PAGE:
Since its launch in 2011, the Kariba project has protected nearly 785,000 hectares from deforestation and land degradation, preventing more than 3.5 million tonnes of carbon dioxide being released into the atmosphere every year. The project continues to support regional sustainable development and the independence and wellbeing of local communities.
Following decades of political and economic turbulence, the people of Zimbabwe are now feeling the effects of a changing climate. With limited economic opportunities, desperate communities have delved deeper into the forests, clearing it for subsistence farming and fuelwood. More than a third of Zimbabwe's majestic forests have been lost. The Kariba project protects what remains while equipping the local communities with the necessary resources and skills to protect their future and the future of the planet.
The Kariba Project protects almost 785,000 hectares of forests and wildlife on the southern shores of Lake Kariba, near the Zimbabwe-Zambia border. One of the largest registered REDD+ projects by area, it connects four national parks and eight safari reserves, forming a giant biodiversity corridor that protects an expansive forest and numerous vulnerable and endangered species – including the African elephant, lion, hippo, lappet-faced vulture and southern ground hornbill.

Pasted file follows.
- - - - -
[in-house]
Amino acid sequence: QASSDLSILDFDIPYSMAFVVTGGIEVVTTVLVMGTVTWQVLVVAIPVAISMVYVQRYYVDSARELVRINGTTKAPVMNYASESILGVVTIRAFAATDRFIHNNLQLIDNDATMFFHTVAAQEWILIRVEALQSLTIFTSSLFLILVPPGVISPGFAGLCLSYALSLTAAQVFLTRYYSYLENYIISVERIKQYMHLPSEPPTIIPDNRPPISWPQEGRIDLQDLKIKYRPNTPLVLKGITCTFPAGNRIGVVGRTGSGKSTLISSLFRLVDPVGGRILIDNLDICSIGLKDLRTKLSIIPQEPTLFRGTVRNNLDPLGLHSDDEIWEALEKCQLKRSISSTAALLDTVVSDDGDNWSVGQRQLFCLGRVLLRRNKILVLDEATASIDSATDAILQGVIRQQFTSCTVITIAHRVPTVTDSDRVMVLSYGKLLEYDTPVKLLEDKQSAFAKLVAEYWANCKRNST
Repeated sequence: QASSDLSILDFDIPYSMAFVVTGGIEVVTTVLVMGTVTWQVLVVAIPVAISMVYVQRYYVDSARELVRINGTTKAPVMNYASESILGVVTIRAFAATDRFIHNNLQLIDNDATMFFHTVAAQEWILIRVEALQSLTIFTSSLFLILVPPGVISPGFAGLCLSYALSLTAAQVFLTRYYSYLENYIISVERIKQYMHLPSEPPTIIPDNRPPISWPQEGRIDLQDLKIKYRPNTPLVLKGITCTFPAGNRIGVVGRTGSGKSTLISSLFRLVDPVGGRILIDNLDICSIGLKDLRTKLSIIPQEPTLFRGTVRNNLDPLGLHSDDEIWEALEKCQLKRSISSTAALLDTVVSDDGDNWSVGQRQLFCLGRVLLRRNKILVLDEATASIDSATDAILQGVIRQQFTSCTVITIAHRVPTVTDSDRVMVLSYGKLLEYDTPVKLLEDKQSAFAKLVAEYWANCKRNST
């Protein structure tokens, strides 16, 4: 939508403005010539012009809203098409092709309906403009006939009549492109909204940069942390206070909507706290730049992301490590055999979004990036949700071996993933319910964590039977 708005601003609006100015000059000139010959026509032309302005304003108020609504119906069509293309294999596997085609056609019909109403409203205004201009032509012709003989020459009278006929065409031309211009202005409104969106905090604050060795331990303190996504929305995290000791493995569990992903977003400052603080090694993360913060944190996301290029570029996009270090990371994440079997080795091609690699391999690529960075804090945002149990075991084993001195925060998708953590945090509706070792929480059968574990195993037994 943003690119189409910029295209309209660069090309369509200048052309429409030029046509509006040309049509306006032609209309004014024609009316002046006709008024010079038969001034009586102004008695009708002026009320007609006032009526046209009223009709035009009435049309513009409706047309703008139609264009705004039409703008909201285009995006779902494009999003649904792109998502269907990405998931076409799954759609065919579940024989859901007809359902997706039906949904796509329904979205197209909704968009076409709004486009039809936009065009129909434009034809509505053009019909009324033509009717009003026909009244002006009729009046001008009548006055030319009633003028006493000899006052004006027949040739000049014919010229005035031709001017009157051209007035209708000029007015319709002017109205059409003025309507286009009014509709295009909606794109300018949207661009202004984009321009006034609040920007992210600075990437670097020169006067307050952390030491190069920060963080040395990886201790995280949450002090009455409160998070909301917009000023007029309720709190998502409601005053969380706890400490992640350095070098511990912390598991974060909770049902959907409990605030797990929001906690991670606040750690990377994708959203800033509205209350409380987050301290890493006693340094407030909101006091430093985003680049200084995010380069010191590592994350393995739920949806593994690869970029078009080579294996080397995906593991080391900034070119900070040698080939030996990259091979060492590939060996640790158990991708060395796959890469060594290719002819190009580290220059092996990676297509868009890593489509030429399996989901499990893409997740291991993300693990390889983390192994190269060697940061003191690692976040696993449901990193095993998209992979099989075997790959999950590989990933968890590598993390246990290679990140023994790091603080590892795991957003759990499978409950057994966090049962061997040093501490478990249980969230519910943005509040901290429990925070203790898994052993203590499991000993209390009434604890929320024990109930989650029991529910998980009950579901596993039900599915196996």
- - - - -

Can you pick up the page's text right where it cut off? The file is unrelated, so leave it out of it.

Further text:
Kariba is a community-based project, administered by the four local Rural District Councils (RDCs) of Binga, Nyaminyami, Hurungwe and Mbire. As such, the project supports a range of activities beyond environmental protection, promoting the independence and wellbeing of these communities. Improved clinic amenities provide better healthcare, infrastructure including new roads and boreholes improve daily life, and school subsidies are offered to the poorest quartile of the population. Project activities in conservation agriculture, community gardens, beekeeping training, fire management, and ecotourism create jobs and facilitate sustainable incomes, benefiting the entire region.